TACOMA, Wash. - Gov. Jay Inslee announced on Monday that Pierce County is one of three counties that will move back to Phase 2 of the Healthy Washington Roadmap to Recovery plan due to an increase in COVID-19 case numbers and hospitalizations.
The rollback could impact the start of the season for traditional winter high school sports like basketball, wrestling and cheerleading. The activities are scheduled to begin May 2, according to the Washington Interscholastic Activities Association.
Inslee said Pierce County, Cowlitz County and Whitman County will be reassessed on May 3.
Rolling back isn’t ideal for student-athletes in Tacoma Public Schools, but at least they have plenty of practice in Phase 2.
"One of my colleagues today said, ‘I guess we just dust off the playbook or we print it out again.’ Make a few updates to spectators regarding when and where and then move forward," said James Neil, the district’s Director of Athletics.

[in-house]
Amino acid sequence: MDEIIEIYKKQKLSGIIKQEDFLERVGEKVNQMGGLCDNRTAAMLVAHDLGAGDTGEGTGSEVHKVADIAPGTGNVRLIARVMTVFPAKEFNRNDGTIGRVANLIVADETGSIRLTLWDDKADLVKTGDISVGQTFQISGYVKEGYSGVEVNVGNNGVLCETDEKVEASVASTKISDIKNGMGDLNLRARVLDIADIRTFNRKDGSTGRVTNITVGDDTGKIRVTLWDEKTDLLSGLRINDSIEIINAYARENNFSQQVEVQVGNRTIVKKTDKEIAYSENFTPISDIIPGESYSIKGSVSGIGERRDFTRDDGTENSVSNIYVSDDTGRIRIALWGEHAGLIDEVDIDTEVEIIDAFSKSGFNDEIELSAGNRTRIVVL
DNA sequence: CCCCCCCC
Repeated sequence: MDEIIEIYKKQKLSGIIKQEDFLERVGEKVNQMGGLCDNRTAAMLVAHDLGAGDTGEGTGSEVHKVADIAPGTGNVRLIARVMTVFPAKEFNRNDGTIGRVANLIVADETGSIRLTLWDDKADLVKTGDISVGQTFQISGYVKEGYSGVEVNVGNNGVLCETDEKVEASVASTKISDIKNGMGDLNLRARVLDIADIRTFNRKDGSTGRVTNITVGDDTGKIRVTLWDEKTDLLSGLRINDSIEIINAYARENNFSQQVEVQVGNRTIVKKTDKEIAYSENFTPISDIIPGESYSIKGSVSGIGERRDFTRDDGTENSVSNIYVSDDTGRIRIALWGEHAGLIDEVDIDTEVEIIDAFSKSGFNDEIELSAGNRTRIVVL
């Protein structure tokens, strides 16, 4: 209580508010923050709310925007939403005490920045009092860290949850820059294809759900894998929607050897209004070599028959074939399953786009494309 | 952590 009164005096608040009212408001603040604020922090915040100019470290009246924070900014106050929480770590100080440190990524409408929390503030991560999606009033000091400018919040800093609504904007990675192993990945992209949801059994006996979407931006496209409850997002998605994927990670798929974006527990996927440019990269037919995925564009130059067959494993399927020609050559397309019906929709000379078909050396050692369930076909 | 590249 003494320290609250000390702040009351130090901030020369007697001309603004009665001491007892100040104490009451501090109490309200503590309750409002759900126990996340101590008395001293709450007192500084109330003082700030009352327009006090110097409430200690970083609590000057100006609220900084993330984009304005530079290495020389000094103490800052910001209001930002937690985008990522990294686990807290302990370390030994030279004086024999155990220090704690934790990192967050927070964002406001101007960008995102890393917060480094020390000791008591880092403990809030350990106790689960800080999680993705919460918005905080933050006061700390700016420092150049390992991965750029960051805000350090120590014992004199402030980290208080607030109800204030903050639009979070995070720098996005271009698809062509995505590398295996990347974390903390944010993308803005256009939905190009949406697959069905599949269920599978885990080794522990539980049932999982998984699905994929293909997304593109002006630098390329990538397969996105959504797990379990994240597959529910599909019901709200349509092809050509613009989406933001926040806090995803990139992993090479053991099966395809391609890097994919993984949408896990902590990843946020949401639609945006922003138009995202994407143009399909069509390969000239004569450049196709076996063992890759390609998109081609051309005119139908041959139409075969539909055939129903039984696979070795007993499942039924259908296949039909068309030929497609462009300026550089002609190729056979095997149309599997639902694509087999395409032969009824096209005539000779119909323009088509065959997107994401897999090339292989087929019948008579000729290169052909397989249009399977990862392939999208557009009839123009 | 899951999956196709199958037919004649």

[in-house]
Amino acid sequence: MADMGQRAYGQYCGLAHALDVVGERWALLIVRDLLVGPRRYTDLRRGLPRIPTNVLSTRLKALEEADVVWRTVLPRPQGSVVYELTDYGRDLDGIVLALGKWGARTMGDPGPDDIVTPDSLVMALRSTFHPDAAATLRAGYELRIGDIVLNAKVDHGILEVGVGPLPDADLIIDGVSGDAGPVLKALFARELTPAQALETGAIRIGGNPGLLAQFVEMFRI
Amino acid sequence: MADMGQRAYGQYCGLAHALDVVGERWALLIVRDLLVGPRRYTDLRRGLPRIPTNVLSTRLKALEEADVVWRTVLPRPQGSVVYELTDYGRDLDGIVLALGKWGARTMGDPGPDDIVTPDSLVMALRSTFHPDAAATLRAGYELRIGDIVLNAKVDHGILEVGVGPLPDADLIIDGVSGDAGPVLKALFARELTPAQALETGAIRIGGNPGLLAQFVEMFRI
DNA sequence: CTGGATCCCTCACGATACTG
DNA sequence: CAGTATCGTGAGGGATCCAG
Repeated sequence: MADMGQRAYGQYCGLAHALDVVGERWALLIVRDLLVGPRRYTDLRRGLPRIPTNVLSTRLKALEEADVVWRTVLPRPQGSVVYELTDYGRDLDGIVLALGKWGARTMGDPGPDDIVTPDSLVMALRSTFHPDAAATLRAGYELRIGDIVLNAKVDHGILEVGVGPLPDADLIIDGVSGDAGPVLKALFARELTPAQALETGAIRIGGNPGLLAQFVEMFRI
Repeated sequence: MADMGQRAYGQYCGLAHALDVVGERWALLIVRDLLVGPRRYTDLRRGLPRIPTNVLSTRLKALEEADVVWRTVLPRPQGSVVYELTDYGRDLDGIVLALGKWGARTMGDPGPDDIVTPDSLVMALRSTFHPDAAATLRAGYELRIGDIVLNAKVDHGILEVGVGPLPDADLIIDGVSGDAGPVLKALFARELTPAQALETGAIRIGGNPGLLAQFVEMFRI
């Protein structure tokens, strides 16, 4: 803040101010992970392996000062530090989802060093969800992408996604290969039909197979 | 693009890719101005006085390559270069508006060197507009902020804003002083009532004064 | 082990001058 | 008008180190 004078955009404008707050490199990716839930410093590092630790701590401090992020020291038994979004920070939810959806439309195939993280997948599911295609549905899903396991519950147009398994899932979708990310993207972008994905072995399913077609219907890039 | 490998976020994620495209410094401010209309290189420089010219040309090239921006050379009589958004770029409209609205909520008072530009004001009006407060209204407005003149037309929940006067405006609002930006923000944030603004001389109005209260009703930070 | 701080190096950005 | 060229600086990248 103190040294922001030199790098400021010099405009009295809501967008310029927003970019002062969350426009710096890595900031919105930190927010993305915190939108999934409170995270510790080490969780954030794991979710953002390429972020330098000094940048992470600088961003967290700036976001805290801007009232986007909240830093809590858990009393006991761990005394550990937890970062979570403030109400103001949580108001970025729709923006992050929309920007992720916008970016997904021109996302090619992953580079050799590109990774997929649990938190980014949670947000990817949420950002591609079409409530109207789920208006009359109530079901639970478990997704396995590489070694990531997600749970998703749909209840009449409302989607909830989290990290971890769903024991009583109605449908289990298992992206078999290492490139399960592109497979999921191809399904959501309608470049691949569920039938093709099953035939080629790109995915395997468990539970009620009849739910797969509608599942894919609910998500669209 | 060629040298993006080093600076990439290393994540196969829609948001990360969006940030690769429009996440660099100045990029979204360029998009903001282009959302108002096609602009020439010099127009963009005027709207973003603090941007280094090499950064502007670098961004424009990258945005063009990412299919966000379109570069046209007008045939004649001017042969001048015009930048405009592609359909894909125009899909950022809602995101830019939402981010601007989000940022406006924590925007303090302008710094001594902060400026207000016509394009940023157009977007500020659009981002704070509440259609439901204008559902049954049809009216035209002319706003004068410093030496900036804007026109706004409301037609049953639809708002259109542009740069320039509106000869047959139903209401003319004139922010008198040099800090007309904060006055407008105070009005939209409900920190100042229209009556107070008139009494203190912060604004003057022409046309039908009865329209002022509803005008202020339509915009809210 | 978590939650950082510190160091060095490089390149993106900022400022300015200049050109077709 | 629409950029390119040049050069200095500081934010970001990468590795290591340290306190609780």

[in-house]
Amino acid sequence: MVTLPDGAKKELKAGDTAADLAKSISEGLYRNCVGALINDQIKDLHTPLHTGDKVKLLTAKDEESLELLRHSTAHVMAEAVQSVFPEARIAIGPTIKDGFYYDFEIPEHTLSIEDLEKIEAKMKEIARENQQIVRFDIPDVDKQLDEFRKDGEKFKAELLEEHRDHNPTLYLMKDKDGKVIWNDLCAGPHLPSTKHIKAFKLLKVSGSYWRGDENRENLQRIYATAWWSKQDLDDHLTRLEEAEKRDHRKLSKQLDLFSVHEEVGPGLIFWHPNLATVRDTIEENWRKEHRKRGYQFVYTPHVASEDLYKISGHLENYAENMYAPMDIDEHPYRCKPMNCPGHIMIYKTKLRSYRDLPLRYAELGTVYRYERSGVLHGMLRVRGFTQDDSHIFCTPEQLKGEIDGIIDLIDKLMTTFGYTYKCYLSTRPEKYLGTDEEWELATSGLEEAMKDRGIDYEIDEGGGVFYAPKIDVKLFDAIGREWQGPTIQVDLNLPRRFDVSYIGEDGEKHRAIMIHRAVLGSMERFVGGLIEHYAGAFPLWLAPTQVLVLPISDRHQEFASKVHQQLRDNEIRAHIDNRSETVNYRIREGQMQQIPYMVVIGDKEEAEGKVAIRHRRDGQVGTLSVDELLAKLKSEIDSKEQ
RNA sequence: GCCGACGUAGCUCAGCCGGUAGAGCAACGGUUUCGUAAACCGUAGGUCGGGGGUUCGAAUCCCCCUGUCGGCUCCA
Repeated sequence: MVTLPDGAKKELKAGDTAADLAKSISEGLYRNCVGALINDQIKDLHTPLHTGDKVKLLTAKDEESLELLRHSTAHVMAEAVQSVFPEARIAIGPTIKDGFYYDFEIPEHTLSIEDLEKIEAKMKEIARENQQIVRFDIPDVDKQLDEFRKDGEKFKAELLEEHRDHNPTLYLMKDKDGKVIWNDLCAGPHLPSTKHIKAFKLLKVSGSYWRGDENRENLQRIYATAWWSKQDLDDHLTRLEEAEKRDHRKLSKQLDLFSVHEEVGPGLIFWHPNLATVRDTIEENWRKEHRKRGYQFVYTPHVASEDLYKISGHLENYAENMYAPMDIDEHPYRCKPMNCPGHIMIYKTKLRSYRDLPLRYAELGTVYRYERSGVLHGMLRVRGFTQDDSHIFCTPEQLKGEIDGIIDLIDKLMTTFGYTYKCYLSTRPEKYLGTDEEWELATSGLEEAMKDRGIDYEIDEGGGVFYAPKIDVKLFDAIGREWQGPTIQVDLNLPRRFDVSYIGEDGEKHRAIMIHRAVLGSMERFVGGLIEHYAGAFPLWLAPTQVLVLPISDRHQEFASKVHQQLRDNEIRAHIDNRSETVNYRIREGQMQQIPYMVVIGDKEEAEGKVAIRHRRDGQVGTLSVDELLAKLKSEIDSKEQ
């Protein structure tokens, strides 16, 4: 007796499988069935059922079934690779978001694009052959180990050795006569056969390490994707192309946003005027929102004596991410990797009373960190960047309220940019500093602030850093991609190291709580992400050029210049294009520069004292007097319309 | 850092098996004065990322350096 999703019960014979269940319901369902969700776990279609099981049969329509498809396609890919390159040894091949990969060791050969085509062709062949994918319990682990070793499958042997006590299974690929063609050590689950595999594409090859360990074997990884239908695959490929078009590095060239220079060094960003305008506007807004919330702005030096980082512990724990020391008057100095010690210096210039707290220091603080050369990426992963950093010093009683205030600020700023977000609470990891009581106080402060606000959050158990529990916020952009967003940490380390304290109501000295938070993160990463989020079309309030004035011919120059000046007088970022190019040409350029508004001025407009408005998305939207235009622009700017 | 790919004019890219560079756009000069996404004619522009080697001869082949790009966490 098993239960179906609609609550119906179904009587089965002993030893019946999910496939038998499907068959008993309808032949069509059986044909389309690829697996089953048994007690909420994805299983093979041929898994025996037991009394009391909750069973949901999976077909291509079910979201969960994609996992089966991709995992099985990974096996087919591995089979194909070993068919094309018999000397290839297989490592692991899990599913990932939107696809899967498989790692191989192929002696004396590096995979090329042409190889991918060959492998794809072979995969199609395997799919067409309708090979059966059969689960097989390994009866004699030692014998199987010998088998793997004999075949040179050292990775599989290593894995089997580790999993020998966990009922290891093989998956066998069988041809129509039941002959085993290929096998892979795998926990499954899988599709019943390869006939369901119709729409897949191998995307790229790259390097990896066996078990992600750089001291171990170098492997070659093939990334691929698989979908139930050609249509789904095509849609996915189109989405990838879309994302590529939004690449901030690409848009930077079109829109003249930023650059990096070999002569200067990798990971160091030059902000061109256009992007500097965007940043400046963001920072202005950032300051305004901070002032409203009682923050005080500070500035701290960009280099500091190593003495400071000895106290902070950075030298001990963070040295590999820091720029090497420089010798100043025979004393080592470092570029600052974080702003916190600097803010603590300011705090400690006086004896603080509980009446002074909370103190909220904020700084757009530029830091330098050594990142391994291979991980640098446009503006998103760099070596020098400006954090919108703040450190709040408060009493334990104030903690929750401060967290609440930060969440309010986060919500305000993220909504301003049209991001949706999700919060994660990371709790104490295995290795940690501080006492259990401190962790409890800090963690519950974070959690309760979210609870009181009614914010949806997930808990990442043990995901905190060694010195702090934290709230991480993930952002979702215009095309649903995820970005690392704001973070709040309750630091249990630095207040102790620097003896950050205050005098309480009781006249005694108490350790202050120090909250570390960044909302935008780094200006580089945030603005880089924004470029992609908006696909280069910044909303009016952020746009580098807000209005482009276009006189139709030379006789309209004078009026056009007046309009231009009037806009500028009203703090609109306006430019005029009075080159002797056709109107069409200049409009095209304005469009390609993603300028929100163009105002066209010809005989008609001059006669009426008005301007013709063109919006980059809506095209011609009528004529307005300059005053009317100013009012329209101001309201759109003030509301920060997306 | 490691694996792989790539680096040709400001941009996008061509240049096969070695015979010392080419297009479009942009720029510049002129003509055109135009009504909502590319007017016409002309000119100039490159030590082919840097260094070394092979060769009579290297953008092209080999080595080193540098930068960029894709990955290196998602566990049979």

Neil said he is working with coaches throughout TPS on how the Phase 2 metrics will impact sports currently in season. This includes fast-pitch baseball, boys soccer, tennis, boys swimming and track and field.
"The one big change will be that in Phase 3 a lot of our athletes were able to compete without masks. And now we’ll be relegated to using masks again during competition," said Neil.
Up to 200 spectators will still be allowed at outdoor facilities, and must wear a mask at all times and maintain social distance. If Pierce County is not approved to move forward to Phase 3 during the reassessment, it could impact traditional winter sports that are scheduled to start May 2 for a five-week season.
"We’re being a little selfish in the school district because we want our kids to continue doing athletics and in Phase 2 we’re not allowed to compete in basketball and wrestling. So, that’s three weeks away," said Neil.
Basketball, wrestling and cheerleading are deemed "high risk" activities for transmission of coronavirus, according to the Washington State Department of Health.
Neil said the plea for Tacoma is to think of the children and wear a mask.
"Remind people the importance of working together as a community and masking up and staying socially distant so that everybody can get back to doing what they want," said Neil. "We want them to have an opportunity this year just like the other kids did."
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